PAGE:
Oil set for weekly drop on growing fears over shale, tariffs

By Grant Smith on 3/2/2018

LONDON (Bloomberg) -- Oil is set for the first weekly decline since early February as fears over booming shale output mingled with a broader selloff in risk assets as U.S. President Donald Trump’s tariffs threatened to spark a global trade war.

Futures in New York slipped 0.2%, putting them on course for a 4.2% drop this week. U.S. oil production reached a record of more than 10 MMbpd in November, government data showed this week. Equities fell across the globe as Trump said that trade wars are “easy to win” after announcing he’ll impose tariffs on steel and aluminum imports to protect national security.

Oil has slipped back toward $60/bbl after global risk assets were whipsawed in February. While the Organization of Petroleum Exporting Countries and its allies continue to curb output to reduce a global oversupply, record-breaking levels of production and expanding stockpiles in the U.S. are also influencing investors. A stronger dollar also weighed on commodities prices this week.

“Those searching for a major disruptive force in the oil market need look no further than the U.S.,” said Stephen Brennock, an analyst at PVM Oil Associates Ltd. in London. “It will take a brave man to bet against the U.S. crude-export machine.”

West Texas Intermediate for April delivery was down 12 cents at $60.87/bbl on the New York Mercantile Exchange at 1:44 p.m. in London. Total volume traded was about 19% below the 100-day average.

Brent for May settlement fell 19 cents to $63.64 on the London-based ICE Futures Europe Exchange. The contract fell 1.4%, or 90 cents, on Thursday. Front-month futures traded at a $2.98 premium to May WTI.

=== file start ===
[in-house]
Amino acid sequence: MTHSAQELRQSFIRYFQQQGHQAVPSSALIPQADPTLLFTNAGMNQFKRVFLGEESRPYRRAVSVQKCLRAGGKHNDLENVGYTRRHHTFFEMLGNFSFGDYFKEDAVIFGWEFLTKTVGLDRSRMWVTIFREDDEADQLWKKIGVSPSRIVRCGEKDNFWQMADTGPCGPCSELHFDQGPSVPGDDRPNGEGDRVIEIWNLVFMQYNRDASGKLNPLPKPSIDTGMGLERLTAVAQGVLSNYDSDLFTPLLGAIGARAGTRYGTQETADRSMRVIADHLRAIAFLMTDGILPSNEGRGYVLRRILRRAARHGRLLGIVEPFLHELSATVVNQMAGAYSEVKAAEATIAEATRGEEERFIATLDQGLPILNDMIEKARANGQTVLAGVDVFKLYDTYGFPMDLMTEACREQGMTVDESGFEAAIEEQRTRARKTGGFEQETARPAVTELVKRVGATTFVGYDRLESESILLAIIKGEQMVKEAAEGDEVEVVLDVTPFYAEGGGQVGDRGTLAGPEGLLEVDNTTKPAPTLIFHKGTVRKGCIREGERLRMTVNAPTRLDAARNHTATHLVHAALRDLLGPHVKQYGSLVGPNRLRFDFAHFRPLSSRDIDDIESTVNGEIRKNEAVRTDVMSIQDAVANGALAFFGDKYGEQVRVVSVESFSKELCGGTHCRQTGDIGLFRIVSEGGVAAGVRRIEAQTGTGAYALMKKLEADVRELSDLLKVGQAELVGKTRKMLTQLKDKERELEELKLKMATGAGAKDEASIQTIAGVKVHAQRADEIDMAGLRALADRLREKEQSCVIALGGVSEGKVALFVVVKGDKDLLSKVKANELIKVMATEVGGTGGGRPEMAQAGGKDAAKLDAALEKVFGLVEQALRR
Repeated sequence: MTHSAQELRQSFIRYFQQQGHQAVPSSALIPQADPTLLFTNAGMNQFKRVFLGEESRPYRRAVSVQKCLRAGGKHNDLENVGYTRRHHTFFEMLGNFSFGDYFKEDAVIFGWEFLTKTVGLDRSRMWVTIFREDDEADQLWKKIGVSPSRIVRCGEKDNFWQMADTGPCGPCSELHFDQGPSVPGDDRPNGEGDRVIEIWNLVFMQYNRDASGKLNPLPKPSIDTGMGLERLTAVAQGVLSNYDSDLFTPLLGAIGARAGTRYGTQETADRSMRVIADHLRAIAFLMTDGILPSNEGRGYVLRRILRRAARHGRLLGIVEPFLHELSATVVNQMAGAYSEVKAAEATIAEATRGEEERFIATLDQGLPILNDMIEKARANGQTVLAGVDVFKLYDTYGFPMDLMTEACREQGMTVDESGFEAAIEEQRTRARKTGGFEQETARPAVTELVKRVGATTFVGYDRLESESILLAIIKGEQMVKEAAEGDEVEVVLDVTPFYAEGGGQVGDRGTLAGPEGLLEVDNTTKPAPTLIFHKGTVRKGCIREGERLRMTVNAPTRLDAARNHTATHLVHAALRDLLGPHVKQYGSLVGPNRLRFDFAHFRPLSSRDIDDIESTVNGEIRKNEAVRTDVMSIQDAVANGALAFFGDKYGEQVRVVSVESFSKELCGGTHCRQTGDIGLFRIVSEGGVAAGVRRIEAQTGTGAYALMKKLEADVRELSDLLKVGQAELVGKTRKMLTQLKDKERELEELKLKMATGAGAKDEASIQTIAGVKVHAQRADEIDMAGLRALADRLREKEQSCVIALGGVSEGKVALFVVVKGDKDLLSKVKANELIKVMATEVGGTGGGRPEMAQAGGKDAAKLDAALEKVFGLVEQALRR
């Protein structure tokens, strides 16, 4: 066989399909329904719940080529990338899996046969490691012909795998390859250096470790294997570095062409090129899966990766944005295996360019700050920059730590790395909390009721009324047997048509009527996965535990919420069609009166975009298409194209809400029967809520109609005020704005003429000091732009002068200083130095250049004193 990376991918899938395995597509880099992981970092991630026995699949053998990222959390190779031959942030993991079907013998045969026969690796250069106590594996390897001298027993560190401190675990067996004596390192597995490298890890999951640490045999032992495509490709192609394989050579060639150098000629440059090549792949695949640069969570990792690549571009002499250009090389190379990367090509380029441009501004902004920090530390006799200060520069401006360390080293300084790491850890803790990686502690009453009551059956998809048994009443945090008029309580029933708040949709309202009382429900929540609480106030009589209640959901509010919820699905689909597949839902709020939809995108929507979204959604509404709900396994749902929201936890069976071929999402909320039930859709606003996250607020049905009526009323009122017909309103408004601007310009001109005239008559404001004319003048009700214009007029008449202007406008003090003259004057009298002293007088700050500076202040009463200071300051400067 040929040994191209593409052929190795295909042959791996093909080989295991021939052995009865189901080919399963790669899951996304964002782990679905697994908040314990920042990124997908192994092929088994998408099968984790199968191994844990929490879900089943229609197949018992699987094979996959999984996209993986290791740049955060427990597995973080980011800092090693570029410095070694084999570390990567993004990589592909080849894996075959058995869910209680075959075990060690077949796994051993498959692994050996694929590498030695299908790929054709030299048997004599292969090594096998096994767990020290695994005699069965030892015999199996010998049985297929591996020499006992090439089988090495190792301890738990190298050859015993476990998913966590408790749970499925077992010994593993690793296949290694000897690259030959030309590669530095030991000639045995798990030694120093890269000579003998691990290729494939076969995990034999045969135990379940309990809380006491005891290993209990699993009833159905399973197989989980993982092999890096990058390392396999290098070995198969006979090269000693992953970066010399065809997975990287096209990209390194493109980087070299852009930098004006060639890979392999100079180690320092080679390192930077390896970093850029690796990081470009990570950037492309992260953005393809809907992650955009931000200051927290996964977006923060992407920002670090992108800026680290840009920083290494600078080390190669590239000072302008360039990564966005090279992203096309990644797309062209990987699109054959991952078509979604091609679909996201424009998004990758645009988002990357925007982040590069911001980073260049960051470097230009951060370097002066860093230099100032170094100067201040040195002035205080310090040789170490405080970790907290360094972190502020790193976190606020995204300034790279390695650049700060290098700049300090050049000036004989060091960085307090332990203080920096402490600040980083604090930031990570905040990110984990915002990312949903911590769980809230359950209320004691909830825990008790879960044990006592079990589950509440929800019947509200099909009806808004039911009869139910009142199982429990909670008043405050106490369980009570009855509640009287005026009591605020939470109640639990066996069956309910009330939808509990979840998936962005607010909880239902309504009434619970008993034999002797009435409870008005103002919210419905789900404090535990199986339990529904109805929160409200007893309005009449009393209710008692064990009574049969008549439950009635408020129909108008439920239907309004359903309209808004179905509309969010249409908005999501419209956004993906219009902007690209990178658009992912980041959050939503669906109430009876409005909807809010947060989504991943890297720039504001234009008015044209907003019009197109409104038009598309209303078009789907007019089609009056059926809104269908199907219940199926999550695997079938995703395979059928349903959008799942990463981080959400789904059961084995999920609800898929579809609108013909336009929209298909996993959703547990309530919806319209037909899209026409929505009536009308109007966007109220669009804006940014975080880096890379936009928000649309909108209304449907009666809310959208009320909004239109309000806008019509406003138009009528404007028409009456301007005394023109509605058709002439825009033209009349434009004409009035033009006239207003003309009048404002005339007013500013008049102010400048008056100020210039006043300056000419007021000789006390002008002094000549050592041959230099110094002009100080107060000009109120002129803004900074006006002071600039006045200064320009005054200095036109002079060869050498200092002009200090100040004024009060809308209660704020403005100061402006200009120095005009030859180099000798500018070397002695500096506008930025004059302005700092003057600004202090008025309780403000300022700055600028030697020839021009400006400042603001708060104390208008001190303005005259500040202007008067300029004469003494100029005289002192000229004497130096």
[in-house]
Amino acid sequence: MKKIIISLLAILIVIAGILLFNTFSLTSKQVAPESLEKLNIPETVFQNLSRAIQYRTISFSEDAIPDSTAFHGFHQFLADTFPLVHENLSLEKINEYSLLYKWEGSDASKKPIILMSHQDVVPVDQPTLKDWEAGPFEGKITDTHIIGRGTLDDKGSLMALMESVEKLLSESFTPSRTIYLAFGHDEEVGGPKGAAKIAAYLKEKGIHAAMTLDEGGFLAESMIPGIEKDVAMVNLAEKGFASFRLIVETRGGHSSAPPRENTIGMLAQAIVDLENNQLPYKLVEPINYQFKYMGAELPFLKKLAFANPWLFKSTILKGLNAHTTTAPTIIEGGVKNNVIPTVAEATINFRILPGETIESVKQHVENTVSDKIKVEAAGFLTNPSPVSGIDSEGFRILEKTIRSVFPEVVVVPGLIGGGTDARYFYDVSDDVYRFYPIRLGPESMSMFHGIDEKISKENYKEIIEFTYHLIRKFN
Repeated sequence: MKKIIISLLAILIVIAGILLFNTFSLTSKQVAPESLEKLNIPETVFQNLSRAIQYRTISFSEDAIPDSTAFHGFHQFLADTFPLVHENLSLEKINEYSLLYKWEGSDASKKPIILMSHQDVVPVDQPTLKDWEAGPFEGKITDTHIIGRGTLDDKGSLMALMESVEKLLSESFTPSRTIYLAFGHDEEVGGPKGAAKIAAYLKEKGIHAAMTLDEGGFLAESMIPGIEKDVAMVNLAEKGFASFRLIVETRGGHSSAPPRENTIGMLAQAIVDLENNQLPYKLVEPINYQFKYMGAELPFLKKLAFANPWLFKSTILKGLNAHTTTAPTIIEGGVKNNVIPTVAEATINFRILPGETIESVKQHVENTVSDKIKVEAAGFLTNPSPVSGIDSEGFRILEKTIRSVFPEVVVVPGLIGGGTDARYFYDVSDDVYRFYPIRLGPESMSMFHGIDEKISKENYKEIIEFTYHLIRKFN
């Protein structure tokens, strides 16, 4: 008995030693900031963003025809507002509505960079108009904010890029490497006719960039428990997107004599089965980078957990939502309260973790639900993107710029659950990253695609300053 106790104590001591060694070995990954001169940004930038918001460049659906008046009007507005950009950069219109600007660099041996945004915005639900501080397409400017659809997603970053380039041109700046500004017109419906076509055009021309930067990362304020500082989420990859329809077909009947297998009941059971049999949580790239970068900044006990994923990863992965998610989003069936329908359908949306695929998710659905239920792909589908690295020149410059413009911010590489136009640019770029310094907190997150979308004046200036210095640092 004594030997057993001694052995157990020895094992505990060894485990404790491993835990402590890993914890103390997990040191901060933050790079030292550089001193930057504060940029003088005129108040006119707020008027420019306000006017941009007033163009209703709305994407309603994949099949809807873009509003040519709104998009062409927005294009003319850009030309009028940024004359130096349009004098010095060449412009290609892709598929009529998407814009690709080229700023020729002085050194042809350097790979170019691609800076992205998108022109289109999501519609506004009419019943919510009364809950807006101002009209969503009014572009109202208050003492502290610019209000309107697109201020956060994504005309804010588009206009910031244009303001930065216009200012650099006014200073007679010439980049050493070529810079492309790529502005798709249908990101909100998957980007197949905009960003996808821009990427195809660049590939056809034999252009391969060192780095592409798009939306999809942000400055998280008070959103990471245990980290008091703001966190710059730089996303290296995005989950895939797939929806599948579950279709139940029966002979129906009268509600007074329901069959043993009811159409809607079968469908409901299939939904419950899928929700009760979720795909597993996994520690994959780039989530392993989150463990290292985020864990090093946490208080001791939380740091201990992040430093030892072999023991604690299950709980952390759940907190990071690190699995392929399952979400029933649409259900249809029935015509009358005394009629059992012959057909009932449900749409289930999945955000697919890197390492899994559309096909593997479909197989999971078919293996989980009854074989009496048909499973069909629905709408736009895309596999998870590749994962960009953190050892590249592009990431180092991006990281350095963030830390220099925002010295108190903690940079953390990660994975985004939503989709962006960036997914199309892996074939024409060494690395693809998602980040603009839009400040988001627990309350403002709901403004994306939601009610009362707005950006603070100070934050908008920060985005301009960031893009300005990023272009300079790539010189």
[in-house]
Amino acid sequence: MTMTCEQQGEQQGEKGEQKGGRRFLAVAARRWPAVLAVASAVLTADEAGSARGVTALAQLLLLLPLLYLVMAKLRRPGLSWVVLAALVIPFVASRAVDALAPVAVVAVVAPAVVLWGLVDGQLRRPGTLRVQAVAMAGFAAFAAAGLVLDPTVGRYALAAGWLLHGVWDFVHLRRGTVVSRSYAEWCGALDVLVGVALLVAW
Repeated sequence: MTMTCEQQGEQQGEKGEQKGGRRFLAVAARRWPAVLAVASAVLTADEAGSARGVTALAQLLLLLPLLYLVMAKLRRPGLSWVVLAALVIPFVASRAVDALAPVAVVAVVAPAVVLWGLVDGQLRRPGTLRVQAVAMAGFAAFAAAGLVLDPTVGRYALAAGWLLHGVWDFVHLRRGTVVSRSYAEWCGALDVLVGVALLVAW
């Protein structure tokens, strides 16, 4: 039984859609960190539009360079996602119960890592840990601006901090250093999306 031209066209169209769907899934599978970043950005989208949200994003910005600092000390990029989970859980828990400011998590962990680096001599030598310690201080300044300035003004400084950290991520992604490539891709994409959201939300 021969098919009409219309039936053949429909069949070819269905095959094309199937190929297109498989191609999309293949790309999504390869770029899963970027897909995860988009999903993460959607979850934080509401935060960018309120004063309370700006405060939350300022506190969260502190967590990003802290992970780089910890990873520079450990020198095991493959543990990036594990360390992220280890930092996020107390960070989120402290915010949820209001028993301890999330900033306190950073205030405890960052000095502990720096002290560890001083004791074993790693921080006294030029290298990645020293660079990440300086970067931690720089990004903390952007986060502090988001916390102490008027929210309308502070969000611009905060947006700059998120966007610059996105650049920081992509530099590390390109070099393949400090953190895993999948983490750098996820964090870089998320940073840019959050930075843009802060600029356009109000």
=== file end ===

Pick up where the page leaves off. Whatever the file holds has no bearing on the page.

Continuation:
Trump's tariffs

Trump’s plans to impose tariffs of 25% on imported steel and 10% on aluminum for “a long period of time” may be having a twofold impact on oil. One is through the selling of risk assets as investors fear what a global trade war could do to economic growth. The other is more directly on shale oil  pipeline makers who use imported metal, as they’ll need to brace for price hikes.

The Association of Oil Pipe Lines forecast that steel tariffs will translate to a $76-million cost increase for a typical pipeline such as the one running from West Texas to the Gulf Coast. Mega projects -- like the Dakota Access conduit between North Dakota and Illinois -- would cost $300 million more. As a result, some projects probably will be delayed or canceled altogether, the Washington-based industry group said in a statement.

Risk aversion

Among risk assets, Asian stocks responded to Trump’s plans by falling the most in three weeks, after U.S. equities posted a third day of declines. The Bloomberg Commodity Index is on course for a 0.5% drop this week, while the dollar is headed for a 0.5% increase in the period.

Meanwhile for OPEC, total output last month declined to a 10-month low, mainly due to lower production from Venezuela and field maintenance in the United Arab Emirates. Production from the 14 members slipped 80,000 bpd to 32.28 MMbpd in February, according to a Bloomberg News survey of analysts, oil companies and ship-tracking data.

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